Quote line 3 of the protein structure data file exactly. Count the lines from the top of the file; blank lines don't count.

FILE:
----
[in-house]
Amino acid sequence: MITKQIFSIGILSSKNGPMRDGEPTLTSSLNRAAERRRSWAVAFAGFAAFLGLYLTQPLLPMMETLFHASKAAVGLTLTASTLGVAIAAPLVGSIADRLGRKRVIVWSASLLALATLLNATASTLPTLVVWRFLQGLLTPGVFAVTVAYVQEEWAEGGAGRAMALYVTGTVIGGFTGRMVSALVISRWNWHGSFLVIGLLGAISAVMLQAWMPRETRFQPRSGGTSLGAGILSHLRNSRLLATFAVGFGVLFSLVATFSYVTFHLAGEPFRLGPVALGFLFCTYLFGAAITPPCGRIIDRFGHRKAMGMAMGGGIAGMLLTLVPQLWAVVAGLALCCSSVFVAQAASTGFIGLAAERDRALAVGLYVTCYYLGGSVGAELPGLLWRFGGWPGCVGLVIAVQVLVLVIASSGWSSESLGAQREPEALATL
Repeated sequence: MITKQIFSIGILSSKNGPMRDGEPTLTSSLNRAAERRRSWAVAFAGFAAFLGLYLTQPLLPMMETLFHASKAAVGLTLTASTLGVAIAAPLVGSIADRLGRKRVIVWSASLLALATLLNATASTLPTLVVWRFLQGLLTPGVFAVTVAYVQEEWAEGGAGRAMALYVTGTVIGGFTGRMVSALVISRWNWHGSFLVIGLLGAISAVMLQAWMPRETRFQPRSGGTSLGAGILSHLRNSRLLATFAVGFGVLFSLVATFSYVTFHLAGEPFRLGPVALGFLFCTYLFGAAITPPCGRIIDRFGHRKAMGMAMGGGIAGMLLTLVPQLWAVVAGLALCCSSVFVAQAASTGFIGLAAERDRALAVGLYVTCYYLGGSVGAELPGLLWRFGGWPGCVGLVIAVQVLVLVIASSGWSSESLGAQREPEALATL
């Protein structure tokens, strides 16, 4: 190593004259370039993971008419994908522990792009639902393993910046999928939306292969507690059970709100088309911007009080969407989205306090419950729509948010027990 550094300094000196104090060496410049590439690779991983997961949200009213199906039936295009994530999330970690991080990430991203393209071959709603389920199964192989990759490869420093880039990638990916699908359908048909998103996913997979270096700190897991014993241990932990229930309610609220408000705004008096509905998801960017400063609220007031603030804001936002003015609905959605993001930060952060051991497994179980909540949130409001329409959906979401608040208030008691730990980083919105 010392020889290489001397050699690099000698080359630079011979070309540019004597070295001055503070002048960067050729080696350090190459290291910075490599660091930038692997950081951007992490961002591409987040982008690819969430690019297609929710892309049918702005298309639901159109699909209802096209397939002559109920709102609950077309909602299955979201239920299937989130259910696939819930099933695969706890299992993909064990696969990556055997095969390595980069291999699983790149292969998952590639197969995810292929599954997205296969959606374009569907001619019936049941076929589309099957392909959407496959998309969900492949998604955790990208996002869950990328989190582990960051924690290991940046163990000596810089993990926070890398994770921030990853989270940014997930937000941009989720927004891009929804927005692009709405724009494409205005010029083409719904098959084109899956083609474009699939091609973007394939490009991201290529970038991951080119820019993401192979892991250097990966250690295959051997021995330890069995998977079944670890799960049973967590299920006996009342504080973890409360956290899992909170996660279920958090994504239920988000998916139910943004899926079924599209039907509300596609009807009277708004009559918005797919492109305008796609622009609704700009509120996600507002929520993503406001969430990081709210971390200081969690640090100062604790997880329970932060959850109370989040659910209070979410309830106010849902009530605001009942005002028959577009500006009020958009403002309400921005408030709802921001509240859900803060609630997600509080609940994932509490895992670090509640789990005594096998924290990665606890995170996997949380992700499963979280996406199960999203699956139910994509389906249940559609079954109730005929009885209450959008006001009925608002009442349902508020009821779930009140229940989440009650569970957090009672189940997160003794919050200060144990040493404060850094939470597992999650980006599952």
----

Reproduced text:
Repeated sequence: MITKQIFSIGILSSKNGPMRDGEPTLTSSLNRAAERRRSWAVAFAGFAAFLGLYLTQPLLPMMETLFHASKAAVGLTLTASTLGVAIAAPLVGSIADRLGRKRVIVWSASLLALATLLNATASTLPTLVVWRFLQGLLTPGVFAVTVAYVQEEWAEGGAGRAMALYVTGTVIGGFTGRMVSALVISRWNWHGSFLVIGLLGAISAVMLQAWMPRETRFQPRSGGTSLGAGILSHLRNSRLLATFAVGFGVLFSLVATFSYVTFHLAGEPFRLGPVALGFLFCTYLFGAAITPPCGRIIDRFGHRKAMGMAMGGGIAGMLLTLVPQLWAVVAGLALCCSSVFVAQAASTGFIGLAAERDRALAVGLYVTCYYLGGSVGAELPGLLWRFGGWPGCVGLVIAVQVLVLVIASSGWSSESLGAQREPEALATL